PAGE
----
"Marketing demands creating some most unusual names on wine labels"

.By The Editor's Vineyard

When looking at wine labels these days it is obvious that the marketing people have taken over. Strange names for wine labels now seem to be all about. We point to the Assies for starting this trend and with their current domestic wine glut they do have motivation.

We have given some thought to this trend and have come up with some suggestions for sports minded wine labels. How about Half Pipe Pinot Grigio to appeal to the Snowboarders, or Big Curl Chardonnay for surfers on the beach. Then we could have Camp Six Pinot Noir for mountain climbers or Road Kill Cabernet Sauvignon for bikers. The description of these wines should make for interesting reading.

With this trend our sympathies really go out to the winemaker. Here he or she is spending all summer wondering about the quality of the grape harvest, then the hectic crush, and the decisions on fermentation, barrel aging, etc. And finally the proudly finished product destined to be marketed as 2004 Gangbanger Syrah.

I am afraid this Writer still clings to the traditional. We prefer names like 2003 Domaine Le Contessa Raymonde Chardonnay or perhaps a Jofeph Gerhart 2004 Mosel Piesporter, or if trendy, how about a California 2005 Moonglow Sauvignon Blanc.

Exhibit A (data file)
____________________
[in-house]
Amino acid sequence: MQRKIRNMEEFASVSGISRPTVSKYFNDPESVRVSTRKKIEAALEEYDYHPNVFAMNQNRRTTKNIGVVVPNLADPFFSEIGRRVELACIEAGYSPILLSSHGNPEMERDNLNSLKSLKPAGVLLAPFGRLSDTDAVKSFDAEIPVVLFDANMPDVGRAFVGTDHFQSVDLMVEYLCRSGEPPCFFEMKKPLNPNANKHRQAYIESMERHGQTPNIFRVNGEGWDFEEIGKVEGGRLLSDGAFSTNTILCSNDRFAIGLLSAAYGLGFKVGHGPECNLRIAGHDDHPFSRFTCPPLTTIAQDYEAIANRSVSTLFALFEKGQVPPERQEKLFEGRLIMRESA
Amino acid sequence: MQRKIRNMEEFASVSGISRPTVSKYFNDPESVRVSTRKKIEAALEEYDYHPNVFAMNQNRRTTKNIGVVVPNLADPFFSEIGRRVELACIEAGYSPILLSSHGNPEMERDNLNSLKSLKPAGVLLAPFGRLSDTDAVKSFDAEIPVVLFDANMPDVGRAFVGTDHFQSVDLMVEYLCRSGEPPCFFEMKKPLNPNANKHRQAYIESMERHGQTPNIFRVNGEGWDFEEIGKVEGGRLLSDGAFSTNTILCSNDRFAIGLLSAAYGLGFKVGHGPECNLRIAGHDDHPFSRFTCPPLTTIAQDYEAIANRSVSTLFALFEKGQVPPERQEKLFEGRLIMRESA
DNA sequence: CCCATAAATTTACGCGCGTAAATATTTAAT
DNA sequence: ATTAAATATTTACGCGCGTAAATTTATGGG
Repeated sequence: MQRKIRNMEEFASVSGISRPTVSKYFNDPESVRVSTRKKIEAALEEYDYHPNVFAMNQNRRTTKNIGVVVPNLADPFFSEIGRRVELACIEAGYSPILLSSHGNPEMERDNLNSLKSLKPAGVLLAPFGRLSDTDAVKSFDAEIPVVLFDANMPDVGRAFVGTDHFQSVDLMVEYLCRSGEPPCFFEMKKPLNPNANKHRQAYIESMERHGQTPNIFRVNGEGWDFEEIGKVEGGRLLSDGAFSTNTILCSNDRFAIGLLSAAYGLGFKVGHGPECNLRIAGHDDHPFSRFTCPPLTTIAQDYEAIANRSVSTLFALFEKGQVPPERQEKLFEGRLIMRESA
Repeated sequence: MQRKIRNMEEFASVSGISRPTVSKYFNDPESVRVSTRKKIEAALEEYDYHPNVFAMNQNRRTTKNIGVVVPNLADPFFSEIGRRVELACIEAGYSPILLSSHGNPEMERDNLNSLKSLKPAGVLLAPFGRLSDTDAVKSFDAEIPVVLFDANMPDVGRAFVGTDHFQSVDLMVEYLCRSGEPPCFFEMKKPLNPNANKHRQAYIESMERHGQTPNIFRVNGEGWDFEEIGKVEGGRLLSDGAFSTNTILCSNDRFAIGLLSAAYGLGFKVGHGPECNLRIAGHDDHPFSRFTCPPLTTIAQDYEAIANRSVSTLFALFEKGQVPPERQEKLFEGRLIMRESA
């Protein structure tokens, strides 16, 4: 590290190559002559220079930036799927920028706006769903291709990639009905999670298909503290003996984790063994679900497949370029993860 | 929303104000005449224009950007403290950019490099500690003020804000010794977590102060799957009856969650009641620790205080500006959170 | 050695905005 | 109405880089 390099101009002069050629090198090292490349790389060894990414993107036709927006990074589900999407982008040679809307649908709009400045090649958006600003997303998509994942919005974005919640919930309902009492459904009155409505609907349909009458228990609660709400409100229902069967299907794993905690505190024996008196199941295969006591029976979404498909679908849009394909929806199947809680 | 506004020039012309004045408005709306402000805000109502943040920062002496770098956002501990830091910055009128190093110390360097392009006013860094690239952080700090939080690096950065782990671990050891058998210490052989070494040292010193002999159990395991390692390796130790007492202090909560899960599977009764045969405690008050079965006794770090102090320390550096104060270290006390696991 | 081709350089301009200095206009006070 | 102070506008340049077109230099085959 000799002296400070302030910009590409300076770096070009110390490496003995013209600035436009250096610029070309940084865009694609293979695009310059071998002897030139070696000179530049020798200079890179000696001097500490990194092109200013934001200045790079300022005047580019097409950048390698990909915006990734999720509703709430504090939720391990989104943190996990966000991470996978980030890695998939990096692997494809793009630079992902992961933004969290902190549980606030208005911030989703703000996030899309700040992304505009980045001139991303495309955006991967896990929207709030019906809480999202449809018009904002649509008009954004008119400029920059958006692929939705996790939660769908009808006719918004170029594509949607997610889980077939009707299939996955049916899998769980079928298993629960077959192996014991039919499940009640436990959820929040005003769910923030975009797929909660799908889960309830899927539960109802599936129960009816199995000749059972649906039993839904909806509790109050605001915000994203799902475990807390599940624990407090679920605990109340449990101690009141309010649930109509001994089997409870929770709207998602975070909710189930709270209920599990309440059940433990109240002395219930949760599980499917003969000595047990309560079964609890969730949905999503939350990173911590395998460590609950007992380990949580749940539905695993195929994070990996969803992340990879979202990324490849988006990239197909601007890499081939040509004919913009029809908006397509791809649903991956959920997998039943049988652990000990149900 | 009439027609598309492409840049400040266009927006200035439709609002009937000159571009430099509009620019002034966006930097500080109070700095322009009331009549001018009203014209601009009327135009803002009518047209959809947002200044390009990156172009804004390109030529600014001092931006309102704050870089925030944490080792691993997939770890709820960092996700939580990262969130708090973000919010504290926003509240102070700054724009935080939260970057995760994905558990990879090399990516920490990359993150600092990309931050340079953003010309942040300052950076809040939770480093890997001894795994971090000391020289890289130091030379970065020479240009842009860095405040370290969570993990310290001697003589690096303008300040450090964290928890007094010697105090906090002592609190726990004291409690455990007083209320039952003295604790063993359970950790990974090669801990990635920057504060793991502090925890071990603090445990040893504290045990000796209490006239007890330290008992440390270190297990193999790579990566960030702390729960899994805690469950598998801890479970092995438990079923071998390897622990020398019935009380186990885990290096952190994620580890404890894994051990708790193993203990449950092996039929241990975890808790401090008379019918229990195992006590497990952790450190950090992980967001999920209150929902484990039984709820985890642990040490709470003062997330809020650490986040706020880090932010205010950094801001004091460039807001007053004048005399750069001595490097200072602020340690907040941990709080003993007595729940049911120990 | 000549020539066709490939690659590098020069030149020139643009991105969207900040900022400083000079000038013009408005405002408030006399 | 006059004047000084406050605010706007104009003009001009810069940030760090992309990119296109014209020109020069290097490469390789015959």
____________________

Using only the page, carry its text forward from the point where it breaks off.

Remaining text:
Napa Appellation

Two Reserve Napa Valley appellation wines have been released by Winemaker Bob Stashak of Napa Ridge Winery. The 2003 Napa Ridge Reserve Cabernet Sauvignon has all the marks of this appellation with varied flavors in both aroma and texture. The tannins are soft, the finish lasts and the palate pleases with its 13.6 per cent alcohol. Just as pleasing is the $20 price tag for a wine with all the character of Napa cabernet sauvignons.

Also released the 2003 Napa Ridge Reserve Merlot from the Napa appellation. This wine is very true to the varietal showing all the fruit flavors married in the soft structure and low tannins one expects of Merlot. Again priced at $20 it should be a proud addition to any dinner table.

A tip of the hat to Winemaker Ed Moody who likes to introduce distinctive varietals to his Forest Glen label. Both Malbec and Cabernet Franc are varietals used extensively in the chateaux styled wines of Bordeaux but have been used spareingly by most California winemaker except in blends.. Here is the opportunity to try these varietals and best of all with no great expenditure.

The Forest Glen 2003 Malbec has enjoyed a year in American oak and offers unique flavors and a finish that satisfies. At 12.3 per cent alcohol it offers a mild flavorful wine that will go good with almost anything at the dinner table.

It you like a lighter red wine then try the Forest Glen 2003 Cabernet Franc. The flavors are there but with a soft palate and smooth finish. At 12.8 per cent alcohol a wine that will go well with light suppers and picnic fare. Both these wines are priced at $10.

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Last Update:13/1/07

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